Monday, May 26, 2008

"The 'Wright' Way?" by Guest Writer - Carole Whang Schutter

Today, I'm hosting some thoughts from Carole Whang Schutter, author of the novel and movie, September Dawn:

The storm over Barrack Obama’s former pastor, Reverend Wright, made me look at the issue of racism within the church. I understand why people of color have a problem with whites. My own family suffered egregiously in the white oligarchy that existed in Hawaii pre-World War II. The African Americans, Native-Americans, and other non-white groups were wronged. But so were the Asian, Latino, Jewish, Middle Eastern, Irish, and Italian immigrants to the United States. The beauty of our country is that we are a nation founded “under God” and the principles of the Bible.

It is time to break the chains of prejudice, fear, and the past. Let us refuse to lick the wounds of our past because we’re better than that. Don’t get me wrong. It’s important to remember the past. As a historical fiction writer, I am mesmerized by the past. I wrote the movie and the novel, “September Dawn.” Some movie reviewers slammed us for being “historically incorrect.” Although the event was shrouded in secrecy for almost a century, movie reviewers suddenly became experts at something that took me two years of research. I didn’t write to condemn and create hard feelings. History is written to insure that it never happens again. We don’t use the past to keep hatred alive, but to learn.

Prejudice and persecution are not exclusive to people of color. The pursuit of religious freedom sent the very white Pilgrims to America.

Raised in Hawaii, I’m proud of being Asian. But when I moved to Colorado, I discovered I was Asian-American. I always thought I was just American. By contrast, Brazilians do not consider themselves to be Asian-Brazilians, African-Brazilians, or white-Brazilians, they are just Brazilian.

While in Chicago, I persuaded a blond girlfriend of mine to attend a church that was recommended by another friend. It didn’t occur to me that my African-American friend probably went to a black church. As we got closer to the church, my friend said, “This is an upscale black neighborhood.” I told my girlfriend I loved black churches.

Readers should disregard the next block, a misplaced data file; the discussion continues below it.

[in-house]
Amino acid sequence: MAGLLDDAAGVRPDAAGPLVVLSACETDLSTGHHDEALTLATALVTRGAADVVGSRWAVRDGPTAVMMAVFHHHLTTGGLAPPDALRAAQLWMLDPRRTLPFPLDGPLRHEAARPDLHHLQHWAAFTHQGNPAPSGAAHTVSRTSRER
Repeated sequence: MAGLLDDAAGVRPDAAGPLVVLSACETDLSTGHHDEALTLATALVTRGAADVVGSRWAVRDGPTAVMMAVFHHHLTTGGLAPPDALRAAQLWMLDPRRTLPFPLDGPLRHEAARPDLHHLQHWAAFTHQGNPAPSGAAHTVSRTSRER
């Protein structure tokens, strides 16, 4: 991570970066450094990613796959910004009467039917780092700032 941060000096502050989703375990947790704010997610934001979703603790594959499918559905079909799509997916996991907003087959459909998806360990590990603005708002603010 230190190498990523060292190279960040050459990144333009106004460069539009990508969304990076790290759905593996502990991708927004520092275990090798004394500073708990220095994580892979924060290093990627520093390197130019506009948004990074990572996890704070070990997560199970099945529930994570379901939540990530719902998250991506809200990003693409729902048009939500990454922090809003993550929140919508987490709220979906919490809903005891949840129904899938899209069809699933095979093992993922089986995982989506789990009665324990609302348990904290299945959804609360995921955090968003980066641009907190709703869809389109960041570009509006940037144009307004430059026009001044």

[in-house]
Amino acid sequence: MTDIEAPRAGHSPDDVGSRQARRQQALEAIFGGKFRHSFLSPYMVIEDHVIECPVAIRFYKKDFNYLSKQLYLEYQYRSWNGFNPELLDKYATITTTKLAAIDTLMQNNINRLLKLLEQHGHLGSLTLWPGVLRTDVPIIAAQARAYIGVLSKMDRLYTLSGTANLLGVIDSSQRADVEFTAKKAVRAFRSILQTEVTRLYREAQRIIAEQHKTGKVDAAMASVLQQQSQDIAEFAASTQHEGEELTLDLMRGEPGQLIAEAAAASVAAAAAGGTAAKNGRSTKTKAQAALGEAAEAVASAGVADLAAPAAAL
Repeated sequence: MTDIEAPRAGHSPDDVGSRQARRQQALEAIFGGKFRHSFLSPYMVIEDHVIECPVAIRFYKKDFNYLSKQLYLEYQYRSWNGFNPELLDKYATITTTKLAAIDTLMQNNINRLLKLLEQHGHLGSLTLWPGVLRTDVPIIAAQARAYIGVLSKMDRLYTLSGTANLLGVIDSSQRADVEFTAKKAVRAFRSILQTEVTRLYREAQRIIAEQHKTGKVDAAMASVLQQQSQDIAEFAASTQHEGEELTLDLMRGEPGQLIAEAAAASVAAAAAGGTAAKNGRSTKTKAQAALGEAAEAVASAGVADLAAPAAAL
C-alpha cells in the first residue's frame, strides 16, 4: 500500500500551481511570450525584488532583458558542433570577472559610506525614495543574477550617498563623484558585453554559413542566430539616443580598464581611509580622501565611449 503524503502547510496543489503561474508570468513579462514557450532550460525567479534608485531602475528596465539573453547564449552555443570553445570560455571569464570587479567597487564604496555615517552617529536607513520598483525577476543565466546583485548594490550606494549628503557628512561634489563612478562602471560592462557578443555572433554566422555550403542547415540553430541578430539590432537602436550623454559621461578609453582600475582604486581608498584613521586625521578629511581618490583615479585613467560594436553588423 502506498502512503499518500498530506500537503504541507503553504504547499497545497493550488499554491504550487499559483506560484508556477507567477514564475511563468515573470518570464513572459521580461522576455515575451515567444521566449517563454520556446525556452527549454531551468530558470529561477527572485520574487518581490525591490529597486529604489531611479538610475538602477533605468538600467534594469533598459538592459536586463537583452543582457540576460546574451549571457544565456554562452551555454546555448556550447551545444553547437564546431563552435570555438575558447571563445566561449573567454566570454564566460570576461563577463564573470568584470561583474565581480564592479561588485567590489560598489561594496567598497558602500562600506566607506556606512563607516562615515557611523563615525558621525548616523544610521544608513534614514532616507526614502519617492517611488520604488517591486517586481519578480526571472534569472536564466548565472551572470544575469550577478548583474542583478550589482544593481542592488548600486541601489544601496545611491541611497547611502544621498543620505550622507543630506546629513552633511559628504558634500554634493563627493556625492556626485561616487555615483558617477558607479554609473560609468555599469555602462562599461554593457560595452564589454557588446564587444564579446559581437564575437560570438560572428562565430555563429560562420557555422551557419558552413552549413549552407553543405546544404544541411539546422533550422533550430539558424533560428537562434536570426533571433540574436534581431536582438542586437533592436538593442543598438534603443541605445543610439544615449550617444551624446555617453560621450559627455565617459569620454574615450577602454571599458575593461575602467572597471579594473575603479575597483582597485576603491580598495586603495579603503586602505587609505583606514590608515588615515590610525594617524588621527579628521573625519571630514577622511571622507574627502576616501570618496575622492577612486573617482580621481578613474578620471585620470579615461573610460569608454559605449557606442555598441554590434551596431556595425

The service had already begun and the sanctuary was almost full. Although the ushers were sending people upstairs, we were escorted us to the main level, in the center of the third row. It was a spirited service. My girlfriend sat impassively, I knew she was unfamiliar with charismatic churches. I wondered what she was thinking.

She loved it and still visits the church sometimes. She told me she’s still the only white in the audience.

I wish we would no longer be black churches or white churches, but Jesus Christ churches.

My sister Sandy married Jerel, a German-Irish pastor whose father was a Baptist pastor raised Mennonite. Jerel warned Sandy that his father considered inter-marriage unacceptable to God. It bothered us, but then again, my Korean grandfather was a pastor and he didn’t speak to his oldest child for a long time because she didn’t marry Korean.

Fear of the unknown and unfamiliar divides us. Jerel’s father feared different races because he had no experience with them. As he got to know Asians, he grew to love Sandy and got along great with our family.

My father encountered prejudice as a child and enlisted man during WWII. Every Asian was considered “a dirty Jap.” He hated whites until his daughters defied him and married white men. In time, my father, who told us he would “disown” us if we married non-Asians, bragged that his Irish-German son-in-law Jerel was “just like Jesus.”

In my novel, “September Dawn,” the heroine, Emily, is distraught because her best friend, a slave, has been sold and taken away from her. She asks her pastor father, “Daddy, do you think we should stick to our own kind?”

He says, “I think God sees us all as just one kind. To Him, we’re all just people.”

We are all wonderfully different, but we’re all still just people.


View a trailer for Carole's book and the movie for which she wrote the screenplay here:

Friday, May 23, 2008

Please Express Your Opinion on Colorado's Senate Bill 200 ... NOW!

Whew. It has been a crazy couple of weeks. Did you miss me again? I didn't mean to be gone this long from my blog, but several things kept me away...the most fun of which was the Colorado Christian Writers Conference in Estes Park. As usual, it was awesome!

Back to business...

If you're in Colorado, you need to know about our state Senate Bill 200. (If you're not from Colorado, you should be aware of what's happening here.) This bill adds religion and sexual orientation to state nondiscrimination statutes. Sounds good, right? It's not!